MOD 3  LECTURE  6                               SOLAR ENERGY
 
"Solar technologies are broadly characterized as either passive solar or active solar depending on the way they capture, convert and distribute sunlight. Active solar techniques include the use of photovoltaic panels and solar thermal collectors (with electrical or mechanical equipment) to convert sunlight into useful outputs. Passive solar techniques include orienting a building to the Sun, selecting materials with favorable thermal mass or light dispersing properties, and designing spaces that naturally circulate air.

The Earth receives 174 petawatts (PW) (1x10*15 watts)  of incoming solar radiation at the upper atmosphere.[1] Approximately 30% is reflected back to space while the rest is absorbed by clouds, oceans and land masses. The spectrum of solar light at the Earth's surface is mostly spread across the visible and near-infrared ranges with a small part in the near-ultraviolet.[2]

Earth's land surface, oceans and atmosphere absorb solar radiation, and this raises their temperature. " 
http://en.wikipedia.org/wiki/Solar_energy
PASSIVE SOLAR ENERGY

"The common features of passive solar architecture are orientation relative to the Sun, compact proportion (a low surface area to volume ratio), selective shading (overhangs) and thermal mass.[19]" http://en.wikipedia.org/wiki/Solar_energy

THERMAL MASS, WALL OR HEAT SINK or TROMBE

"The adobe wall, stone wall and the dyed concrete slab are my thermal mass and will absorb solar radiation on sunny days in the winter and release their heat durning the nighttime hours. Thermal mass acts to control temperature swings from night to day. Conventional construction without the attention to passive solar design can over-heat durning the summer days and require mechanical cooling and cool down during the night in the winter requiring mechanical heating. Larger roof overhangs will block the sun from entering the house during the summer when the sun is high in the sky but allows it to enter the windows and warm the thermal mass when the sun's angle is low in the winter time. Obviously, good insulation is a paramount component to good passive solar design."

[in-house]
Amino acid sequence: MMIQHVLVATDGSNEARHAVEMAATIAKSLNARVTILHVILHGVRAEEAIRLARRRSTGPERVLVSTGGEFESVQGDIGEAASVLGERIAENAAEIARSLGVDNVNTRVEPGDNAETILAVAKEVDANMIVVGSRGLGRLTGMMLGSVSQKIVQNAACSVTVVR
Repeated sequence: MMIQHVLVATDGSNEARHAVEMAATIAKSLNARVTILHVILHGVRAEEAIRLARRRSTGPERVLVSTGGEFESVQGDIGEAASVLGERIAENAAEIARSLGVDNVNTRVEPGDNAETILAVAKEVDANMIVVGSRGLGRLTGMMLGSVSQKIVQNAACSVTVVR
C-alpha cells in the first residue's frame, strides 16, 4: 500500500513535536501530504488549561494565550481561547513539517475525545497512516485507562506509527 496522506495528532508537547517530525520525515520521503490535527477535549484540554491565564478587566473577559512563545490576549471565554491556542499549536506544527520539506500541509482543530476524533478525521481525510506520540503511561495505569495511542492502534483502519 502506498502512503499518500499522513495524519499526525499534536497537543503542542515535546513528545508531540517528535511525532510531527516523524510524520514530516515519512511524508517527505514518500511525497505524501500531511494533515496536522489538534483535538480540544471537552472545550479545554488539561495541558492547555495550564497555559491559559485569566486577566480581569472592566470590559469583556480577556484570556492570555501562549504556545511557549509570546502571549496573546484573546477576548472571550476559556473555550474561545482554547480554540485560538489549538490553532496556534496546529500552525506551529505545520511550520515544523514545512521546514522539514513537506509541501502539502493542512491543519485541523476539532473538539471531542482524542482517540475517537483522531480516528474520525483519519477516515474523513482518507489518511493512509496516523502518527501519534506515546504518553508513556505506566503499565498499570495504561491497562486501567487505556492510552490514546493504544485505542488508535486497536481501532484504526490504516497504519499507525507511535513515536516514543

Adobe Walls and Thermal Mass Walls 


SOLAR PIT

The solar pit at left has barrels of water that act like a trombe to release heat at night.  Insulating batts further prevent heat loss at night. 

PASSIVE MECHANICAL SOLAR ENERGY Water heating

http://www.daviddarling.info/encyclopedia/S/AE_solar_hot_water_system.html

 
 
ACTIVE SOLAR ENERGY
http://encyclobeamia.solarbotics.net/articles/solar_cell.html
SMALL SOLAR ENERGY